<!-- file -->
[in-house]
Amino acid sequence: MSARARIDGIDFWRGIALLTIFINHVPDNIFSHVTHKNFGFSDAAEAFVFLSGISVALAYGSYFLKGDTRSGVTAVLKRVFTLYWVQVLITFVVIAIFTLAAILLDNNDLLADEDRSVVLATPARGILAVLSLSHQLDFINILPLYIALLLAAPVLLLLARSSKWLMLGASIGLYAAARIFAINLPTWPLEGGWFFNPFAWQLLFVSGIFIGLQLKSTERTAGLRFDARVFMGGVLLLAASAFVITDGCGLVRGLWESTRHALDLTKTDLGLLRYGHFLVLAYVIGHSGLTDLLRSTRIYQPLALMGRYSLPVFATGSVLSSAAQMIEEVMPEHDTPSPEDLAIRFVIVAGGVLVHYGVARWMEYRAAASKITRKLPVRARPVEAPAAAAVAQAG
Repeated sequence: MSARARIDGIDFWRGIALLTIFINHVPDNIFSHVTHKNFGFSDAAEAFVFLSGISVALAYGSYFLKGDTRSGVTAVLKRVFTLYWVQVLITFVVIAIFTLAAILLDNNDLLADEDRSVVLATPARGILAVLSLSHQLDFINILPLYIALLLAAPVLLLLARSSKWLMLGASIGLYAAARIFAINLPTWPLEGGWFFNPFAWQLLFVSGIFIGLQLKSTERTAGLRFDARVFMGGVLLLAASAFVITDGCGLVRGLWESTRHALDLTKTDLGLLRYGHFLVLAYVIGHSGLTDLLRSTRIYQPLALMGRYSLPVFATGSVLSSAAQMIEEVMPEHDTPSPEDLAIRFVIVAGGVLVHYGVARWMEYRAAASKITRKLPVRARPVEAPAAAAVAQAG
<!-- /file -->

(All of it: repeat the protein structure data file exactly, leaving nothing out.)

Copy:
[in-house]
Amino acid sequence: MSARARIDGIDFWRGIALLTIFINHVPDNIFSHVTHKNFGFSDAAEAFVFLSGISVALAYGSYFLKGDTRSGVTAVLKRVFTLYWVQVLITFVVIAIFTLAAILLDNNDLLADEDRSVVLATPARGILAVLSLSHQLDFINILPLYIALLLAAPVLLLLARSSKWLMLGASIGLYAAARIFAINLPTWPLEGGWFFNPFAWQLLFVSGIFIGLQLKSTERTAGLRFDARVFMGGVLLLAASAFVITDGCGLVRGLWESTRHALDLTKTDLGLLRYGHFLVLAYVIGHSGLTDLLRSTRIYQPLALMGRYSLPVFATGSVLSSAAQMIEEVMPEHDTPSPEDLAIRFVIVAGGVLVHYGVARWMEYRAAASKITRKLPVRARPVEAPAAAAVAQAG
Repeated sequence: MSARARIDGIDFWRGIALLTIFINHVPDNIFSHVTHKNFGFSDAAEAFVFLSGISVALAYGSYFLKGDTRSGVTAVLKRVFTLYWVQVLITFVVIAIFTLAAILLDNNDLLADEDRSVVLATPARGILAVLSLSHQLDFINILPLYIALLLAAPVLLLLARSSKWLMLGASIGLYAAARIFAINLPTWPLEGGWFFNPFAWQLLFVSGIFIGLQLKSTERTAGLRFDARVFMGGVLLLAASAFVITDGCGLVRGLWESTRHALDLTKTDLGLLRYGHFLVLAYVIGHSGLTDLLRSTRIYQPLALMGRYSLPVFATGSVLSSAAQMIEEVMPEHDTPSPEDLAIRFVIVAGGVLVHYGVARWMEYRAAASKITRKLPVRARPVEAPAAAAVAQAG